You may ask yourself, "If I eat only fruits and vegetables for a week, how much weight will I lose?" Although eating only fruits and vegetables may sound like a promising way to lose weight, you won't get the results you want. No matter what you eat, you won't lose much in two days. Additionally, if you eat solely from one food group, you'll miss essential nutrients from the other food groups, which can lead to poor nutrition and hinder your weight-loss efforts.
At best, you may lose a little less than a pound eating only fruits and vegetables for two days. If you lose more than that, it's most likely water and your weight loss won't last.
Weight Loss 101
Whether you eat fruits and vegetables or nothing but donuts, losing weight always comes down to calories, which you can track on a calorie counter. You must eat fewer calories than you expend, because expenditure causes your body to burn stored fat for energy.
One pound of fat contains about 3,500 calories, so losing this pound requires a deficit of 3,500 calories. Most experts recommend that you lose no more than 1 to 2 pounds per week, which happens when you eat 500 to 1,000 fewer calories daily than you need. If you do the math, 0.3 to 0.6 pounds is the amount you can safely lose in two days.
Even if you choose serious calorie deprivation, you simply can't lose much in two days when you consume only fruits and vegetables. Assume that your fruit and veggie daily meal plan includes six apples, five carrots and four oranges, which comes to approximately 805 calories.
If you typically burn 2,000 calories per day, that would create a deficit of about 1,195 calories each day or a deficit of 2,390 calories over two days. That would lead to a loss of only about two-thirds of a pound, which would barely make a dent in your waistline.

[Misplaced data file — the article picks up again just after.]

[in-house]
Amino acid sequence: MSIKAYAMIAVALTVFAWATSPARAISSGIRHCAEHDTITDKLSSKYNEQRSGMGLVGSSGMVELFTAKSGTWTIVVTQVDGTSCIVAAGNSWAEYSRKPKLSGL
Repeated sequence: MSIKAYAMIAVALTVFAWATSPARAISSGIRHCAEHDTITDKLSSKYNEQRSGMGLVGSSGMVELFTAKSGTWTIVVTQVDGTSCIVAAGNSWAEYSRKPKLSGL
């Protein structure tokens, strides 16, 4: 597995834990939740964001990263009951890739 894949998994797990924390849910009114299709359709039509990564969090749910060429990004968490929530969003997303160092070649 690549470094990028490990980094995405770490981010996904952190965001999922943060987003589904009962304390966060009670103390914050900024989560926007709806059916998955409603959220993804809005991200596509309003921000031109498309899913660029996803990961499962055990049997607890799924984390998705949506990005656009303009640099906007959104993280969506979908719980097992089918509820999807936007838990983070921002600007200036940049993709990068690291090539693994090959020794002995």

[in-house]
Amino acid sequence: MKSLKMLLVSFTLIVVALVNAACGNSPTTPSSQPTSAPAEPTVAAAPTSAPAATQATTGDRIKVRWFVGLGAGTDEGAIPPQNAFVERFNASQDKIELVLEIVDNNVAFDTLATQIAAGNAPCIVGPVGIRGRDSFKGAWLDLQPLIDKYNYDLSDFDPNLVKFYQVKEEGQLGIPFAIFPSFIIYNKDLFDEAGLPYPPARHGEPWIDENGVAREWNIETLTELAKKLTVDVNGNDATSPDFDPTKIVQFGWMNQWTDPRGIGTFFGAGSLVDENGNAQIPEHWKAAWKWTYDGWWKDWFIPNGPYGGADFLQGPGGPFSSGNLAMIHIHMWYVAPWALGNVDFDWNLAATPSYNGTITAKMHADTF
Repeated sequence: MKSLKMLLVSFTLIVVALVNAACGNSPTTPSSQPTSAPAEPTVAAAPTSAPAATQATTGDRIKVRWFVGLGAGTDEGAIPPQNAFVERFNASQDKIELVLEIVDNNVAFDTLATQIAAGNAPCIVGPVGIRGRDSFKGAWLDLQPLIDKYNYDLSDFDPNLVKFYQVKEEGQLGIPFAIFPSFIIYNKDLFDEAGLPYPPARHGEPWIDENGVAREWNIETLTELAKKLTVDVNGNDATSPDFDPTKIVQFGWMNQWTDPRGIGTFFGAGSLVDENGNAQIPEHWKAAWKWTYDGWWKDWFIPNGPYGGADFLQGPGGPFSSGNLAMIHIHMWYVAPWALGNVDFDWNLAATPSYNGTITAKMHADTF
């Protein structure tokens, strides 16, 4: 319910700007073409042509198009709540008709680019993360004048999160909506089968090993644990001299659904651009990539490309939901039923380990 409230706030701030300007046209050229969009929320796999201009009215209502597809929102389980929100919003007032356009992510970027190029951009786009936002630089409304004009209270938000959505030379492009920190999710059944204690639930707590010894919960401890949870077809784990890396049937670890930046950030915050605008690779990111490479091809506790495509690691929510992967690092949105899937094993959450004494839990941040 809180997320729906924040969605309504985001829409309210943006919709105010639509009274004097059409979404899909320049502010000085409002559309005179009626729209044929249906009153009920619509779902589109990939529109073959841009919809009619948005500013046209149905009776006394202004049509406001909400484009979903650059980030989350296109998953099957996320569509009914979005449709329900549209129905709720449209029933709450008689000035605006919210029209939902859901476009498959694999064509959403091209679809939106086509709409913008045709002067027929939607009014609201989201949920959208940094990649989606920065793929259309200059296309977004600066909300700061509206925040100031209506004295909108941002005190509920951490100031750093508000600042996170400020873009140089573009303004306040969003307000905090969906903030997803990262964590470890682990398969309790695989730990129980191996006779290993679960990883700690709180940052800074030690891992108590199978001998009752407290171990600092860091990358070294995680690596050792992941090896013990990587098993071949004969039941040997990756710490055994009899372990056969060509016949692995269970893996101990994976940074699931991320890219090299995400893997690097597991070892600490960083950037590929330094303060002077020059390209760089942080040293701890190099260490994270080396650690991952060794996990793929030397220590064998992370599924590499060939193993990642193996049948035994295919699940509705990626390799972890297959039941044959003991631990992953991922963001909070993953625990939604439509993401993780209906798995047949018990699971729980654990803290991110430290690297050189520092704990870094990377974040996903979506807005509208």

A Watery Issue
Despite the meager fat loss, it is possible to lose a few pounds of water over two days. Food is a major source of water, so restricting your intake may lead to lower fluid consumption. Fruits and vegetables are also low in sodium, which controls water retention.
When you reduce sodium, your body lets go of water, which may register on the scale as weight loss. Any lost water weight will return as soon as you begin eating normally again.
The Main Drawback
While fruits and vegetables are healthy in a balanced diet, your body needs a variety of food groups to function normally. By eating only fruits and vegetables, you'll fall short on your daily requirements for protein and fat as well as for an assortment of vitamins and minerals. You may not suffer from malnutrition limiting your food choices for only two days, but you may not feel your best either.
The best approach for weight loss is to eat from all major food groups, but to reduce your portion sizes and increase your physical activity to reach a safe calorie deficit.